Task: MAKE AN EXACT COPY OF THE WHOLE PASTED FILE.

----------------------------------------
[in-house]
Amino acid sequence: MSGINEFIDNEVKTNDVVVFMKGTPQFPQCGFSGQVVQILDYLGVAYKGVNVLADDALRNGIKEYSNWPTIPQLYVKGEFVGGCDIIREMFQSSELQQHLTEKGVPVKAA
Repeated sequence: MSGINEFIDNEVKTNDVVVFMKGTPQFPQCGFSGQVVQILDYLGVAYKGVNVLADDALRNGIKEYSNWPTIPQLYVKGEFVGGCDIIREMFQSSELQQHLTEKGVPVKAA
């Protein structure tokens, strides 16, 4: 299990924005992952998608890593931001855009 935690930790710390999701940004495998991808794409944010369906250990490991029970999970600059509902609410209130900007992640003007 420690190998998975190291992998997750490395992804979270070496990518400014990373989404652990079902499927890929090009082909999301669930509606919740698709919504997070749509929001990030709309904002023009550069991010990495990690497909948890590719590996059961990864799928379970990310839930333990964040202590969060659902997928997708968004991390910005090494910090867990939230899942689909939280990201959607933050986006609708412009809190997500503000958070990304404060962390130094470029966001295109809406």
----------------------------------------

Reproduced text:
[in-house]
Amino acid sequence: MSGINEFIDNEVKTNDVVVFMKGTPQFPQCGFSGQVVQILDYLGVAYKGVNVLADDALRNGIKEYSNWPTIPQLYVKGEFVGGCDIIREMFQSSELQQHLTEKGVPVKAA
Repeated sequence: MSGINEFIDNEVKTNDVVVFMKGTPQFPQCGFSGQVVQILDYLGVAYKGVNVLADDALRNGIKEYSNWPTIPQLYVKGEFVGGCDIIREMFQSSELQQHLTEKGVPVKAA
């Protein structure tokens, strides 16, 4: 299990924005992952998608890593931001855009 935690930790710390999701940004495998991808794409944010369906250990490991029970999970600059509902609410209130900007992640003007 420690190998998975190291992998997750490395992804979270070496990518400014990373989404652990079902499927890929090009082909999301669930509606919740698709919504997070749509929001990030709309904002023009550069991010990495990690497909948890590719590996059961990864799928379970990310839930333990964040202590969060659902997928997708968004991390910005090494910090867990939230899942689909939280990201959607933050986006609708412009809190997500503000958070990304404060962390130094470029966001295109809406």